Functional and Non Functional Testing – The Differences!
We have often read about Functional Testing and Non-Functional Testing as individual testing but let us go through the differences between these two testings in this blog.
Functional Testing – Defined & Detailed
Functional testing is a software testing process used within software development wherein the software is tested to make sure that it complies with all the requirements. Functional testing is a way of verifying a software to ensure that it has all the desired functionality specific to its functional requirements.
Functional testing is always done against the app’s business requirement that means it is a black box testing type. It involves the complete integration system to evaluate the system’s compliance with its specified requirements. This type of testing is carried out based on the product’s functional specification document. Typically, functional testing involves evaluating and comparing each software function with the business requirements. Functional testing is concerned only with the functional requirements of a system or subsystem. These include any user commands, data manipulation, searches, business processes, user screens, and integrations. This testing is done using the functional specifications provided by the client or by using the design specifications like use cases provided by the design team. So, this type of testing is strictly specific.
For functional testing either manual testing or automation tools can be used but functionality testing would be easier using manual testing only. Functional testing also checks the software for usability, such as by ensuring that the navigational functions are working as required.
Functional testing techniques include:
- White Box Testing: this testing takes into account the internal mechanism of a system or component.
- Black Box Testing: this testing takes an external perspective of the test object to derive test cases. These tests can be functional or non-functional, though usually functional.
- Unit Testing: it is one of the most useful testing methods that is useful to identify and determine bugs and errors right from the beginning of the software development life cycle.
- Smoke Testing: also known as ‘Build Verification Testing’, it is a type of software testing that comprisess of a non-exhaustive set of tests that aim at ensuring that the most important functions work.
- Sanity testing: also called ‘Brief testing’, it is performed whenever a brief testing is adequate to prove the application is functioning according to specifications.
- Integration testing: this testing methodology is used to test individual software components or units of code to verify interaction between various software components and detect interface defects.
- Usability Testing: it calls upon the test team to validate that the application is the best suited for allowing a satisfying user experience and hassle-free integration.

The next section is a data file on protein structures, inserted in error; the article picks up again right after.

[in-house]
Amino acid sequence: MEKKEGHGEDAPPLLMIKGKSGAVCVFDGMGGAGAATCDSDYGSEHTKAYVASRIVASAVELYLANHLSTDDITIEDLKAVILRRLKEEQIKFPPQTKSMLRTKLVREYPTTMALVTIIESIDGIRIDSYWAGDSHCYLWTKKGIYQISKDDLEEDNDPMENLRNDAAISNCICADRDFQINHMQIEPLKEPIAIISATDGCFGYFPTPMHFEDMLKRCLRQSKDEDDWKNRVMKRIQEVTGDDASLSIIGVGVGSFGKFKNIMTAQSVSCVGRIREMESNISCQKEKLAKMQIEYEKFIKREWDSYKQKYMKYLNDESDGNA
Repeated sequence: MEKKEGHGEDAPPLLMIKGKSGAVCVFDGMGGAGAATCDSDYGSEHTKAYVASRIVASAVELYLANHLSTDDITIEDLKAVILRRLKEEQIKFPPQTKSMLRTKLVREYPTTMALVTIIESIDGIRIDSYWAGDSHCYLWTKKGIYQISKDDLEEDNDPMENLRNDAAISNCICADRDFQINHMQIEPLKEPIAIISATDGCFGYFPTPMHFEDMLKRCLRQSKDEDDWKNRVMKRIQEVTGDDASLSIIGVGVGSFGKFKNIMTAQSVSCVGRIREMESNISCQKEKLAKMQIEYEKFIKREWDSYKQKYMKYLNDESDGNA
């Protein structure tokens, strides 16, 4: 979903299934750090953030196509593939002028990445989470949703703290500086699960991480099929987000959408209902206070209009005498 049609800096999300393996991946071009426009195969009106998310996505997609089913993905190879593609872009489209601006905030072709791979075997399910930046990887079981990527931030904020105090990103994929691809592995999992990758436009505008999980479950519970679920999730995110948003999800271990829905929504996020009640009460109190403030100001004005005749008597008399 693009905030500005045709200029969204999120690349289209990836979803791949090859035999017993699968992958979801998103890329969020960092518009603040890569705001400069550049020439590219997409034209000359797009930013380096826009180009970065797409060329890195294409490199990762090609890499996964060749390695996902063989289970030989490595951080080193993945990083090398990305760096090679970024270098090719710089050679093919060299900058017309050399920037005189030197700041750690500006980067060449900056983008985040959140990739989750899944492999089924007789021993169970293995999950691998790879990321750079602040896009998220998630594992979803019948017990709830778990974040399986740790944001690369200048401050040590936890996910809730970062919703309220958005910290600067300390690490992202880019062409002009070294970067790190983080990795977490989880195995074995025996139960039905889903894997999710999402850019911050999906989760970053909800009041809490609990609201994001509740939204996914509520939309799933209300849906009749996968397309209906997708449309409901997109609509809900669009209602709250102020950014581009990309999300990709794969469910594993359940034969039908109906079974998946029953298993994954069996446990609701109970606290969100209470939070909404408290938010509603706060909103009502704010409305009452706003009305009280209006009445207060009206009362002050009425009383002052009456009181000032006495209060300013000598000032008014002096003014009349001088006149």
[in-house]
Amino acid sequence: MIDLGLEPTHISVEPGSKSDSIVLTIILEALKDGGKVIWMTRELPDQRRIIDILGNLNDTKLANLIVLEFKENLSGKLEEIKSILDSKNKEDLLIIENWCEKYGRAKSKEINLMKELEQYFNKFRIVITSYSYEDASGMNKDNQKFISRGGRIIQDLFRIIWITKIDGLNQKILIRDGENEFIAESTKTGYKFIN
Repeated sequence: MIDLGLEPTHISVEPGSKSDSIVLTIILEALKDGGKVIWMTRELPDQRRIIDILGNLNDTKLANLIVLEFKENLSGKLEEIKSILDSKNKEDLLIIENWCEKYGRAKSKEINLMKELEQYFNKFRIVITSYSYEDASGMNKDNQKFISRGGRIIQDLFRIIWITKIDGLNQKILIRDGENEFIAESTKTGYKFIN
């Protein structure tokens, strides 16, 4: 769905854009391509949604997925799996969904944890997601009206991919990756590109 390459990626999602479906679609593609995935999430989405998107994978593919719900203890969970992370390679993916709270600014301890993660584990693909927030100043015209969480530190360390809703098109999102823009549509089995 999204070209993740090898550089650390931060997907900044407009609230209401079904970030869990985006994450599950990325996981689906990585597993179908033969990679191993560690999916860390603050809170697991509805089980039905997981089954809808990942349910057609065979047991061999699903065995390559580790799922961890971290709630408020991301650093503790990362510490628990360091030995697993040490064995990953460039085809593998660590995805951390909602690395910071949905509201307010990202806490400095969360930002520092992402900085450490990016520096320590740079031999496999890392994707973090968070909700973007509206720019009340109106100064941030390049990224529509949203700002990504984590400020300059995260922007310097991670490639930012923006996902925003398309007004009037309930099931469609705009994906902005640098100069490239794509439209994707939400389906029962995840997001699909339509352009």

Non-Functional Testing – Defined & Detailed
The Non-functional type of testing is performed based on the product’s non-functional requirements. This testing tests the characteristics of the software for example, like say the speed of the response, or the time taken for the software to perform any operation. Non-Functioning testing is done based on the requirements and test scenarios defined by the client.
Non-functional testing can as well be described as testing software attributes not related to specific actions and user actions such as scalability, security, performance or app’s behavior under certain constraints. It has a great influence on customer and user satisfaction with the product. This testing is concerned with the non-functional requirements and is designed specifically to evaluate the readiness of a system according to the various criteria which are not covered by functional testing. Essentially non-functional testing lets us measure and compare the results of testing the non-functional attributes of software systems.
So, it is derived that, non-functional testing indicates the behaviour of the product and not the description of what the product does. Certainly, while functionality is important, it should not be forgotten that users’ inclination and trust of a software or system is converted and affected by non-functional qualities, so always remember that non-functional testing is crucial in its own way. Also Non-functional testing should be expressed in a testable way not in a manner which is not testable. Unlike Functional testing, to make the non-functional testing effective, it is important to use testing tools rather than testing it manually.
Non-functional testing involves following sub-types of testings:
- Availability Testing
- Compatibility testing
- Configuration Testing
- Compliance testing
- Installation Testing
- Documentation testing
- Load testing
- Endurance testing
- Localization and Internationalization testing
- Performance testing
- Maintainability Testing
- Recovery testing
- Security testing
- Reliability Testing
- Volume testing
- Scalability testing
- Stress testing
Note: Prior to Non-Functional testing the Functional testing would be executed first.